PARIS: Shooting broke out in northern Paris during a dawn raid by police investigating the Paris attacks, sources said today, as police hunted those behind the attacks that claimed 129 lives in the French capital.
Several police were wounded in the raid, said a source close to the operation, which began before dawn in the suburb of Saint Denis. Police sources said unidentified men were still holed up in an apartment.
The area is home to the Stade de France, one of several places hit by gunmen and suicide bombers on Friday in the worst ever attack on French soil, which was claimed by the Islamic State jihadist group.
Firemen told AFP they they joined the operation against "an armed group holed up in an apartment" at 04:31 am (0331 GMT), without giving any further details, adding that one person was lightly hurt.
The area was closed down and intermittent gunfire could still be heard an hour after it started. Another source said a special armed response unit took part in the raid, which comes as Europe was on high alert after footage from the scene of one of Friday's attacks revealed a ninth suspect may have taken part.
It was not clear if this ninth man was one of two suspected accomplices detained in Belgium or was on the run, potentially with 26-year-old fugitive Frenchman Salah Abdeslam who carried out one of the attacks at Bonne Biere cafe along with his suicide-bomber brother Brahim.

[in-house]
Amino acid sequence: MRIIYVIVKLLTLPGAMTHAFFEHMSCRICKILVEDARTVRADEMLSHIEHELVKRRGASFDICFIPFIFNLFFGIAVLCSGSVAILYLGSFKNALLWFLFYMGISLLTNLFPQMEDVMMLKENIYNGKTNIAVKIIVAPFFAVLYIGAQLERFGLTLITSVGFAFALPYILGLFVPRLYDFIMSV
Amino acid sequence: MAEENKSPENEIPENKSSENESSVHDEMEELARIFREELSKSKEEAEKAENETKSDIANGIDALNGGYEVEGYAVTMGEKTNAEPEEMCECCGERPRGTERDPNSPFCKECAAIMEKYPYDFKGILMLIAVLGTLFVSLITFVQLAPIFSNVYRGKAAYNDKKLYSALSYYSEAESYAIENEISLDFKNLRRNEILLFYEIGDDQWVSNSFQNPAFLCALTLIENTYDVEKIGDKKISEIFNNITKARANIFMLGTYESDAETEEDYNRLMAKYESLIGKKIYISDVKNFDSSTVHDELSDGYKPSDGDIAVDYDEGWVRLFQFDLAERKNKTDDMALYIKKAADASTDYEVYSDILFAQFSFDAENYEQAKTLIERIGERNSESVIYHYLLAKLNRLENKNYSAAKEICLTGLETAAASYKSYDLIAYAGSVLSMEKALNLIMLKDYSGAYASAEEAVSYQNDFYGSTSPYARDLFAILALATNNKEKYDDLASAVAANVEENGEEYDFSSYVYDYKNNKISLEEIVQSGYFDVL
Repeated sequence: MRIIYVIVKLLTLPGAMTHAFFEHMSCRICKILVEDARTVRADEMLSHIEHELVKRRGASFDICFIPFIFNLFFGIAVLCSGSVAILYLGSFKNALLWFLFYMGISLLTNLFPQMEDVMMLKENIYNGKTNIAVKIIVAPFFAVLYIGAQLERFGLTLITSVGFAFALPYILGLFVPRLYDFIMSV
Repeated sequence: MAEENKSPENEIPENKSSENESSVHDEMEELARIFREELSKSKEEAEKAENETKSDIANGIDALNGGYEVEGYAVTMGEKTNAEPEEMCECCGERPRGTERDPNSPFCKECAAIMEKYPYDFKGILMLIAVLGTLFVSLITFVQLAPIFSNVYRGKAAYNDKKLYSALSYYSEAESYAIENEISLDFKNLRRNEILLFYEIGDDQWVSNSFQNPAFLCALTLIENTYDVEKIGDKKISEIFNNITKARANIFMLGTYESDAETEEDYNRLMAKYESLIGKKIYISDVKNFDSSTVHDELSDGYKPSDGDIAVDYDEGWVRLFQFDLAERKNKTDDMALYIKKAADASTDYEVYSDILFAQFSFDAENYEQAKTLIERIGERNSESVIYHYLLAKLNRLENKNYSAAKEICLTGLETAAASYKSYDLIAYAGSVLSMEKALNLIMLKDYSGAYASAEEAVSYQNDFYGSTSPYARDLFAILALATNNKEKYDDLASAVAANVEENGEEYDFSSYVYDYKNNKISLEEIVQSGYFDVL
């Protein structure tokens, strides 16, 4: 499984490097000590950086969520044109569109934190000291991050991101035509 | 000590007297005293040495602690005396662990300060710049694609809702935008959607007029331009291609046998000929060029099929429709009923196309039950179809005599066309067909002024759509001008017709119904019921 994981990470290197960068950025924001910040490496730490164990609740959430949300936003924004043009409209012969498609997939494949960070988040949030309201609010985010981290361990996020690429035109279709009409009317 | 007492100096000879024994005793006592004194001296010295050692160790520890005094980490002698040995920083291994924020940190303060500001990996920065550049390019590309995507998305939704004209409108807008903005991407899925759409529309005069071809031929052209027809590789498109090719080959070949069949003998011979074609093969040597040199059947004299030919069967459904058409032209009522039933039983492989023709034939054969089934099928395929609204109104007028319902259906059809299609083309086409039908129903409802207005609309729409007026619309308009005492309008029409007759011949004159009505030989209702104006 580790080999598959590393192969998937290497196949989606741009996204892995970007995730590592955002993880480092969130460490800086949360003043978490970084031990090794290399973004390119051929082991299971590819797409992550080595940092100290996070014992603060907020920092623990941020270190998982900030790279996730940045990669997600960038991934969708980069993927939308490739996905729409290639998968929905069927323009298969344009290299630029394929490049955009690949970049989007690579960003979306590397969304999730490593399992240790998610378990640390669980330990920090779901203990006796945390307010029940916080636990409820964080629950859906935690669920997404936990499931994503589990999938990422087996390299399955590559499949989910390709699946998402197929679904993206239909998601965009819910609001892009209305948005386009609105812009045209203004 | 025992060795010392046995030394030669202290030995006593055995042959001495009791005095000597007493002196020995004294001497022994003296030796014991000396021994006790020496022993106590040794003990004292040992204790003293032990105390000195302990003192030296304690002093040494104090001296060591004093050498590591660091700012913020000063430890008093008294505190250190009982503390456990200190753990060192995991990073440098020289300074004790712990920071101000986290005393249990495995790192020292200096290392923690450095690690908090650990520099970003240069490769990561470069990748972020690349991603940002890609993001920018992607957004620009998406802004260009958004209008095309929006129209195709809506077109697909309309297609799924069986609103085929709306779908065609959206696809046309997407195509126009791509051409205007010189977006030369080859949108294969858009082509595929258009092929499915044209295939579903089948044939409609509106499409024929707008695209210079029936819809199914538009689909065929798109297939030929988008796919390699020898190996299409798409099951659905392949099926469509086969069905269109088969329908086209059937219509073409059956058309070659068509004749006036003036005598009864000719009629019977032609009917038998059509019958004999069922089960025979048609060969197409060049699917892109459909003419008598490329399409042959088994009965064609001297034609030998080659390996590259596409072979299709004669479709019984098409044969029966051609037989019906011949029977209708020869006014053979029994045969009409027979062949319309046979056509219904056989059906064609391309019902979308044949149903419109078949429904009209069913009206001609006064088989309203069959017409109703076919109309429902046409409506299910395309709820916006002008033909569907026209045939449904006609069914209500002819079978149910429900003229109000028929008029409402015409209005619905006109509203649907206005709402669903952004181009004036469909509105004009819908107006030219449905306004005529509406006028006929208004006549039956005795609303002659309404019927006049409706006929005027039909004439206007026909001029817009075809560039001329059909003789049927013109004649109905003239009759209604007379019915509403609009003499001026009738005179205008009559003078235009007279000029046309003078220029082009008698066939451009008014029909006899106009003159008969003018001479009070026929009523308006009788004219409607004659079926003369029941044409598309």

French President Francois Hollande on Wednesday will hold a meeting to discuss proposals to extend by three months the state of emergency declared after the worst attacks in French history. It wil then be put to vote by lawmakers Thursday and Friday.
In a sign of the nervousness gripping Europe after Friday's carnage, a football match between Germany and the Netherlands was cancelled Tuesday and the crowd evacuated after police acted on a "serious" bomb threat.
As police stepped up the hunt for the fugitives, French and Russian jets pounded IS targets in the group's Syrian stronghold of Raqa for a third consecutive day.
France and Russia have vowed merciless retaliation for the Paris attacks and last month's bombing of a Russian airliner, also claimed by the Islamic State group, which have galvanised international resolve to destroy the jihadists and end Syria's more than four-year civil war.
"It's necessary to establish direct contact with the French and work with them as allies," Russian President Vladimir Putin said as France prepared to send an aircraft carrier to the eastern Mediterranean.